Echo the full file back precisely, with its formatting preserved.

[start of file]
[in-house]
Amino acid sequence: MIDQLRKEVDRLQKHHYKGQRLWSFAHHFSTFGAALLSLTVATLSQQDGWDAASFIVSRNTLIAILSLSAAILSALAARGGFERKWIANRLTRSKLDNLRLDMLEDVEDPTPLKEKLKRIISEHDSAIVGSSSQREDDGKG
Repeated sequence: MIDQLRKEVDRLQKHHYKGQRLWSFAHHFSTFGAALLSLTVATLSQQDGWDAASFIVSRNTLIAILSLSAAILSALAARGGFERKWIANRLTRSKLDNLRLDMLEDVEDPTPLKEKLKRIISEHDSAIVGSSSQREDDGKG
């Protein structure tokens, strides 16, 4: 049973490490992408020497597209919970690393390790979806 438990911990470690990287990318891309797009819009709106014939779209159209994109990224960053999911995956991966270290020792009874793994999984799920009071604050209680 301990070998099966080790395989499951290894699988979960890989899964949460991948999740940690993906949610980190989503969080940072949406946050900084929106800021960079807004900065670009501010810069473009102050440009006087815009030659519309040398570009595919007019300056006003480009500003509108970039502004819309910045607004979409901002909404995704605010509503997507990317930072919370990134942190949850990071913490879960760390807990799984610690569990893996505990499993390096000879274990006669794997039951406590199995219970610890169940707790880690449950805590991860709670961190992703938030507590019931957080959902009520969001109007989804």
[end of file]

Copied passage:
[in-house]
Amino acid sequence: MIDQLRKEVDRLQKHHYKGQRLWSFAHHFSTFGAALLSLTVATLSQQDGWDAASFIVSRNTLIAILSLSAAILSALAARGGFERKWIANRLTRSKLDNLRLDMLEDVEDPTPLKEKLKRIISEHDSAIVGSSSQREDDGKG
Repeated sequence: MIDQLRKEVDRLQKHHYKGQRLWSFAHHFSTFGAALLSLTVATLSQQDGWDAASFIVSRNTLIAILSLSAAILSALAARGGFERKWIANRLTRSKLDNLRLDMLEDVEDPTPLKEKLKRIISEHDSAIVGSSSQREDDGKG
């Protein structure tokens, strides 16, 4: 049973490490992408020497597209919970690393390790979806 438990911990470690990287990318891309797009819009709106014939779209159209994109990224960053999911995956991966270290020792009874793994999984799920009071604050209680 301990070998099966080790395989499951290894699988979960890989899964949460991948999740940690993906949610980190989503969080940072949406946050900084929106800021960079807004900065670009501010810069473009102050440009006087815009030659519309040398570009595919007019300056006003480009500003509108970039502004819309910045607004979409901002909404995704605010509503997507990317930072919370990134942190949850990071913490879960760390807990799984610690569990893996505990499993390096000879274990006669794997039951406590199995219970610890169940707790880690449950805590991860709670961190992703938030507590019931957080959902009520969001109007989804």